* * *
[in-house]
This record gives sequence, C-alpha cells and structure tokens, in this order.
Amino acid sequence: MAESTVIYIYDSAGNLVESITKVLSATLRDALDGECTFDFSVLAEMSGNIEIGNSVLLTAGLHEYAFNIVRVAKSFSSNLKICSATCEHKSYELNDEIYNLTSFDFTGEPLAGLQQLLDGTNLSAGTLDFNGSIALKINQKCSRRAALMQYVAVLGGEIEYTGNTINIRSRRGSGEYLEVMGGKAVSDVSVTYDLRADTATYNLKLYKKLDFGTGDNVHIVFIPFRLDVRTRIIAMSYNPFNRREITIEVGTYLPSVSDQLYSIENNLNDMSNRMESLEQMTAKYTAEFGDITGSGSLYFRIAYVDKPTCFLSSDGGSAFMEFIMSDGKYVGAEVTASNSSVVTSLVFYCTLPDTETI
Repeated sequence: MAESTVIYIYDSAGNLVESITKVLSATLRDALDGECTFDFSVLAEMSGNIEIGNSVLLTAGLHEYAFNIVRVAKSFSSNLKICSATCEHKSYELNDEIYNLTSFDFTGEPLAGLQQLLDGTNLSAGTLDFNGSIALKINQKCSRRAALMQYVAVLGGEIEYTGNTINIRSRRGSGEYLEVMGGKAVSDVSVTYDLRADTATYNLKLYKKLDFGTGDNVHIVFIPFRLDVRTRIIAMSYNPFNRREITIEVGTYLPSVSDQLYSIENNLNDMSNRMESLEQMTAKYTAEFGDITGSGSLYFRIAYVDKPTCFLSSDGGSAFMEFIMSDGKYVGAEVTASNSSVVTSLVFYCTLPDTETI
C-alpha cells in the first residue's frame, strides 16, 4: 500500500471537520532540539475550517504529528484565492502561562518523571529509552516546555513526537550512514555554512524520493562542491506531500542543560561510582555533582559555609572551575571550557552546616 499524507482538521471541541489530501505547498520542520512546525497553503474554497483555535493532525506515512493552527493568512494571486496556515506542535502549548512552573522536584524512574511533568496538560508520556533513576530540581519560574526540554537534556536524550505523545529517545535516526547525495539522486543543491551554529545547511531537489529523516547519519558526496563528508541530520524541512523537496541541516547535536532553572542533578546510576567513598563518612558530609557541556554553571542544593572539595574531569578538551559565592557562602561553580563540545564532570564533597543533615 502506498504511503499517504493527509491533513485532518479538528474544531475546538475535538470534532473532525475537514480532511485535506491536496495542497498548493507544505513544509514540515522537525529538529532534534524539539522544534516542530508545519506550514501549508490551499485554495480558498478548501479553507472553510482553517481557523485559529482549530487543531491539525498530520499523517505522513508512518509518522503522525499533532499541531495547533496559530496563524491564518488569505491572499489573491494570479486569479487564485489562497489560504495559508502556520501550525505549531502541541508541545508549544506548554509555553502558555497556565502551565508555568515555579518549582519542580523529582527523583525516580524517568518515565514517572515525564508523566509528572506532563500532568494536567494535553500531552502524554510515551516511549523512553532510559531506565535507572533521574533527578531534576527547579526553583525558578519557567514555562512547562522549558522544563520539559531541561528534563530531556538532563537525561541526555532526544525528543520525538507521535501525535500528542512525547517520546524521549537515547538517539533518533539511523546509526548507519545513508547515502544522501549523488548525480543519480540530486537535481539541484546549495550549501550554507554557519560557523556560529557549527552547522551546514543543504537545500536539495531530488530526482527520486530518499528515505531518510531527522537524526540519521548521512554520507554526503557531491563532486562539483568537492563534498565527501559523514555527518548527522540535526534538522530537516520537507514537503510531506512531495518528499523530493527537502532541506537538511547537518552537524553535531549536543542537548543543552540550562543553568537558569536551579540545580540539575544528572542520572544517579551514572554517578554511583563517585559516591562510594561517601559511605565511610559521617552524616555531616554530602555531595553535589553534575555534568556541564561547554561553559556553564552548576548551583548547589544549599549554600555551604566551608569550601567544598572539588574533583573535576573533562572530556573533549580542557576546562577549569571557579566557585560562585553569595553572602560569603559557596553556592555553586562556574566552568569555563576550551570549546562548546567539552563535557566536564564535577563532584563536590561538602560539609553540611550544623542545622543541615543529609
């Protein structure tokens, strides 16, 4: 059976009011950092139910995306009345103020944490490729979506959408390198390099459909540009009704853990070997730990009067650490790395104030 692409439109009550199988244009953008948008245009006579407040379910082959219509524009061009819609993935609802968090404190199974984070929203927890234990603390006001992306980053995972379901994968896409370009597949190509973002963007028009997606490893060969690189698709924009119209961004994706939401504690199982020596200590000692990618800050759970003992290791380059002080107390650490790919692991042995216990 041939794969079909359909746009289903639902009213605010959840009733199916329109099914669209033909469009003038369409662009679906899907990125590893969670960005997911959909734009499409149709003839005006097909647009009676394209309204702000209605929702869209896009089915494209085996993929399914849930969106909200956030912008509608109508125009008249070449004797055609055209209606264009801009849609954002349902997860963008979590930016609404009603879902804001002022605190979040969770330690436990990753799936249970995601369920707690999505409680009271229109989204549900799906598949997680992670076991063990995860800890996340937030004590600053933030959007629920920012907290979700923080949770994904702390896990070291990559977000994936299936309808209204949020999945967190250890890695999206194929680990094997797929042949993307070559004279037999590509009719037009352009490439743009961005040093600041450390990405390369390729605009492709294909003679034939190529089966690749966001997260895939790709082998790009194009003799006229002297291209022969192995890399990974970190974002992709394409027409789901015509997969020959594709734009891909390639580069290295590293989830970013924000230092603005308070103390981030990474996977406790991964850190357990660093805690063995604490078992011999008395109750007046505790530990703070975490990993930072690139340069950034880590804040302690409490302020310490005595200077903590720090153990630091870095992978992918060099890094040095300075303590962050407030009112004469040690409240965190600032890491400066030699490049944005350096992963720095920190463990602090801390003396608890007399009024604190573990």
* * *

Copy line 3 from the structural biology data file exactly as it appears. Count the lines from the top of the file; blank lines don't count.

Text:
Amino acid sequence: MAESTVIYIYDSAGNLVESITKVLSATLRDALDGECTFDFSVLAEMSGNIEIGNSVLLTAGLHEYAFNIVRVAKSFSSNLKICSATCEHKSYELNDEIYNLTSFDFTGEPLAGLQQLLDGTNLSAGTLDFNGSIALKINQKCSRRAALMQYVAVLGGEIEYTGNTINIRSRRGSGEYLEVMGGKAVSDVSVTYDLRADTATYNLKLYKKLDFGTGDNVHIVFIPFRLDVRTRIIAMSYNPFNRREITIEVGTYLPSVSDQLYSIENNLNDMSNRMESLEQMTAKYTAEFGDITGSGSLYFRIAYVDKPTCFLSSDGGSAFMEFIMSDGKYVGAEVTASNSSVVTSLVFYCTLPDTETI